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Need to do some “Considering”? Here’s a page that should answer every question possible!
Before you go, please help others by sharing what challenges you have overcome. What have you done to bring reassurances to buyers and to motivate visitors to your website or at art shows to consider buying your work?
What a beautiful and thoughtful approach to help overcome buyer’s reluctance. This is everyone’s reality and you show a humane way for us to help overcome the hurdle. Many thanks and so appreciated!
Thanks so much for your kind words, Greta! If we just put ourselves into the buying scenarios that we experience, we can certainly learn how to help others through the process.
Hi Mckenna, fascinating as ever to think through what might be going on in a potential customer’s mind – the doubts and questions. Empathy is key – I like that you say we should think back to a time when we’ve made a major purchase, or even a minor one like your apples and the internal dialogue that goes on. Some people are quite effusive and vocalise what they’re thinking but many are reserved and don’t let on what’s going on in their heads. If you’re very alert you can read little body language and expressions that can give you a clue, but do you think it’s a good idea (with someone who’s giving the matter a lot of thought) to say “What are you thinking? Is there anything I can help with?” I’ve tried something like that to good effect but some people might find it intrusive…
Well… Rebecca! As always, you bring up some excellent points. Effusive or not, they still might need to hear a variety of “empathic” and “enthusiastic” words and feel the depth of your passion to help them find the right piece.
As for asking outright? As you alluded, it can be intrusive, BUT – not likely if you have followed the Five E’s pathway of engaging them. The trust you build is hard to lose by a simple questions like, “what’s still a concern” or “do you know what is keeping you from indulging in this piece” and other lovingly presented questions.
The bottom line is that your overall presentation should be structured (“Intentional Sharing” as discussed in the guidebook) to eventually overcome any worries or objections. That mean knowing what those are in the first place, of course. But just paying attention to their body language will help, too. Do they move away or towards you when you are talking? Do you have solid eye contact? And so on… it’s a big learning curve for all of us, but with time and application of the E’s of Selling Art System, you eventually don’t even need to think about what or how or when to say anything. It’s the key to becoming fully present and authentic.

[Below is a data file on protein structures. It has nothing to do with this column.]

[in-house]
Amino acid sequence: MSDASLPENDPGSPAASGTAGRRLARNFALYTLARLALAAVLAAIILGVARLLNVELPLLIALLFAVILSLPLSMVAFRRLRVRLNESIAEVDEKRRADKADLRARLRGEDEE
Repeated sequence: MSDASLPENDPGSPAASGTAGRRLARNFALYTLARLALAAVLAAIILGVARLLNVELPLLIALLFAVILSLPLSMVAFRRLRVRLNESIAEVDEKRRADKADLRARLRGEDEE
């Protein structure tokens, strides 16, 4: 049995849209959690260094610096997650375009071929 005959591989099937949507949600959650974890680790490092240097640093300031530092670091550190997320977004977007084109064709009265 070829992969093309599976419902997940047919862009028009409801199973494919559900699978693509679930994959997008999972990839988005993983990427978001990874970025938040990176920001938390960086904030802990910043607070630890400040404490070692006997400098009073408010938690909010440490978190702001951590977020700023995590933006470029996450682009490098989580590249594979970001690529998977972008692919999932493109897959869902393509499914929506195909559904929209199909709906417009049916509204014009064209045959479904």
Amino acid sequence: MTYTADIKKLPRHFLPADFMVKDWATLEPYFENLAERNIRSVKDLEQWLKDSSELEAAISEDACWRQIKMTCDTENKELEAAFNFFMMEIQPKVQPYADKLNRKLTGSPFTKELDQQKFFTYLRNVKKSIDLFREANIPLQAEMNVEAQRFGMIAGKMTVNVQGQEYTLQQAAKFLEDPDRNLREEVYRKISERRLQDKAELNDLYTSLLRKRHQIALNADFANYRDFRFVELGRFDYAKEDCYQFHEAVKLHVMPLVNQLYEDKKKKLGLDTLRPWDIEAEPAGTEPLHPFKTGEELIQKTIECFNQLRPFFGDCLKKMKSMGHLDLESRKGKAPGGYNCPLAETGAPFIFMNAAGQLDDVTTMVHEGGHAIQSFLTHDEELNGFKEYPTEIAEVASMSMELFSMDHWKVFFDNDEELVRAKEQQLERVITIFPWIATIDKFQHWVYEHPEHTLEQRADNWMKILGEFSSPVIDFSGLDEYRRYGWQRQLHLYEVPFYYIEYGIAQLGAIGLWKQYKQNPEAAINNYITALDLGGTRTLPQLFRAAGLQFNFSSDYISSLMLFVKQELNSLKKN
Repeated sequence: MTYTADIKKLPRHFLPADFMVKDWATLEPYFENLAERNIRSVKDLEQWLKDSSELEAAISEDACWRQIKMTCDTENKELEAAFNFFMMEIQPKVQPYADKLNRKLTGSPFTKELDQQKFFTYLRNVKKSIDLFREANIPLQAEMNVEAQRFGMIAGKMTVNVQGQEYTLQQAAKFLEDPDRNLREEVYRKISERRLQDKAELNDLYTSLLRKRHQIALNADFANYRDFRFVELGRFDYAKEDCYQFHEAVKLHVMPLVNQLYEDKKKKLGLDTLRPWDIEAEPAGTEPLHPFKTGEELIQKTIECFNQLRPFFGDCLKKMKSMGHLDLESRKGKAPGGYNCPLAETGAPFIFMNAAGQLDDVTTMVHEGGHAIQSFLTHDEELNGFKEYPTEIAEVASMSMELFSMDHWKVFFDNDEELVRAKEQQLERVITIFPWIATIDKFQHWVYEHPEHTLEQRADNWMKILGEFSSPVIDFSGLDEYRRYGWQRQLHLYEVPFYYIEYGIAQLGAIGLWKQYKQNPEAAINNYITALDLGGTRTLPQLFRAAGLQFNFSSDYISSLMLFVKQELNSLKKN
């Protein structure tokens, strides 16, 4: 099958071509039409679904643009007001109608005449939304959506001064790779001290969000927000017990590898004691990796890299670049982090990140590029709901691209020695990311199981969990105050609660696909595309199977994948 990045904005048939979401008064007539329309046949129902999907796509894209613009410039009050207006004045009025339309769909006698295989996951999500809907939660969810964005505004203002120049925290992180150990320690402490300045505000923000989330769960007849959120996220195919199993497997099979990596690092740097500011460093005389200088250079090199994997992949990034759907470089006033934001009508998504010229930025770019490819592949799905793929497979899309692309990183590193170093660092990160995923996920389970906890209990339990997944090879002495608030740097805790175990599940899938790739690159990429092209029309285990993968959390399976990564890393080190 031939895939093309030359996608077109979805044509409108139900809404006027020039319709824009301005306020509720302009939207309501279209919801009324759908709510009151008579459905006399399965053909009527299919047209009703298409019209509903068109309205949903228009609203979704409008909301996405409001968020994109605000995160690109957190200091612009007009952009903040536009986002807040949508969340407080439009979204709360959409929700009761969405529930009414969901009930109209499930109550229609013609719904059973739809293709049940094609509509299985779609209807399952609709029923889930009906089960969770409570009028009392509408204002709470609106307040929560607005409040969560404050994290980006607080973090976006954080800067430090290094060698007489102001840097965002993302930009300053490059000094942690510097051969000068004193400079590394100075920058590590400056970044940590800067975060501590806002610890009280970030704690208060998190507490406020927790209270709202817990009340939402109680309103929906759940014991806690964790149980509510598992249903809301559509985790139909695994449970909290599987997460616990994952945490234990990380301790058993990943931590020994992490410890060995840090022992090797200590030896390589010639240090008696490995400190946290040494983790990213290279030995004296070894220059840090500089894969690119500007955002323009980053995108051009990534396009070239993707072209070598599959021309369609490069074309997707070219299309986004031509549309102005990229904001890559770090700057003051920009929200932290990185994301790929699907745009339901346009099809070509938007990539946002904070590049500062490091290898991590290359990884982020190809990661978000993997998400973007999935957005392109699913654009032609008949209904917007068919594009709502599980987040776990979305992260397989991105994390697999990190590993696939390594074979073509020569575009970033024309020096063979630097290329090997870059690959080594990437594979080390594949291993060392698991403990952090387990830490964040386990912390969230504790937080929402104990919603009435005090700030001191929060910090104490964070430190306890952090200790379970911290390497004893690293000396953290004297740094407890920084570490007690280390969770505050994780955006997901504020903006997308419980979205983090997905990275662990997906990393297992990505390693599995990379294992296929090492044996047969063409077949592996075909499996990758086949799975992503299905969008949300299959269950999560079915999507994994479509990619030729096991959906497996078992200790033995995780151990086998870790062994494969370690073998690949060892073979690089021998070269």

Thanks for that – more handy questions to add to my store (I know, don’t use them by rote!) I’ve been selling my art for two decades now but I’m afraid I’ve still got a long way to go before these interactions become as natural as you describe. Possibly some people are naturally better at it than others. I find I have to really concentrate on being “present” and responsive to a customer’s needs and body language. Otherwise, I drift back to my pre E’s of Selling state where I’m talking about myself and my process too much!
LOL! Just imagine yourself recommending a fav restaurant… that helps. I would guess that is “natural” feeling, right?
But the best route is just leaving it to them to tell you about themselves and what they enjoy and what matters to them. That will usually lead to a fairly easy exchange.
The reference to recommending a favorite restaurant is a wonderful comparison to encouraging an art purchase. I will be keeping that thought in my mind for the next prospective sale.
Indeed! When we are sure that we are sharing a good experience, we are not shy about trying to get others to imbibe! Your art is a very good experience!